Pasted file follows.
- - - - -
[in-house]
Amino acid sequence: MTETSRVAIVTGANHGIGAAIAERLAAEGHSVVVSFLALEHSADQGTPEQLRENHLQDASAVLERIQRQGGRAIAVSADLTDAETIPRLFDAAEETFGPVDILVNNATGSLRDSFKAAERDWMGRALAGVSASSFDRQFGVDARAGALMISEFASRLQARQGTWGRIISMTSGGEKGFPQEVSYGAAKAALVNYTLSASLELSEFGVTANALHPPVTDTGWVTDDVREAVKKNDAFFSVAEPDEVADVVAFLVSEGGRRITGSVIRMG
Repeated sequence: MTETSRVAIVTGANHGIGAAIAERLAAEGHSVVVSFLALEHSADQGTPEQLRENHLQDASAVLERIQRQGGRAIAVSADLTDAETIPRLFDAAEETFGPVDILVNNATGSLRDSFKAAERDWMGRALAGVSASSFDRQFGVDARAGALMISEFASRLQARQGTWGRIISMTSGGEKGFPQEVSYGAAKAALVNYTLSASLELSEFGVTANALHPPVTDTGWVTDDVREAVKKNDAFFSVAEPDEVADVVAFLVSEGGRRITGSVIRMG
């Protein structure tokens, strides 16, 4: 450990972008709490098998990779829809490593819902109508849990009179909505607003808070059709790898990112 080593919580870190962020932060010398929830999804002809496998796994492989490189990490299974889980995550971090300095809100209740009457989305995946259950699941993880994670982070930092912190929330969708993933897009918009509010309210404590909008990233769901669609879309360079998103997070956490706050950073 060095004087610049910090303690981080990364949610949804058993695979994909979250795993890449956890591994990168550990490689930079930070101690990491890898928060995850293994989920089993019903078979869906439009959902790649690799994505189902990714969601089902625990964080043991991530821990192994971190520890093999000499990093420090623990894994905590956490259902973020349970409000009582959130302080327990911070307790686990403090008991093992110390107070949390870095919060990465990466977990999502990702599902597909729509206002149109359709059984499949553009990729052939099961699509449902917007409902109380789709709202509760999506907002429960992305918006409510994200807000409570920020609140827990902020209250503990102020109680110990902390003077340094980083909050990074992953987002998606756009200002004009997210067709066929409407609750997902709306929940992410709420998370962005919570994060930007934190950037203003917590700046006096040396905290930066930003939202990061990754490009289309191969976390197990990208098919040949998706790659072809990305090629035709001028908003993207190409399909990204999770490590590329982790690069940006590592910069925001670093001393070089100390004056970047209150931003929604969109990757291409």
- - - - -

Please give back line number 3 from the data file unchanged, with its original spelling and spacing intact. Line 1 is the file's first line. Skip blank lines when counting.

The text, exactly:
Repeated sequence: MTETSRVAIVTGANHGIGAAIAERLAAEGHSVVVSFLALEHSADQGTPEQLRENHLQDASAVLERIQRQGGRAIAVSADLTDAETIPRLFDAAEETFGPVDILVNNATGSLRDSFKAAERDWMGRALAGVSASSFDRQFGVDARAGALMISEFASRLQARQGTWGRIISMTSGGEKGFPQEVSYGAAKAALVNYTLSASLELSEFGVTANALHPPVTDTGWVTDDVREAVKKNDAFFSVAEPDEVADVVAFLVSEGGRRITGSVIRMG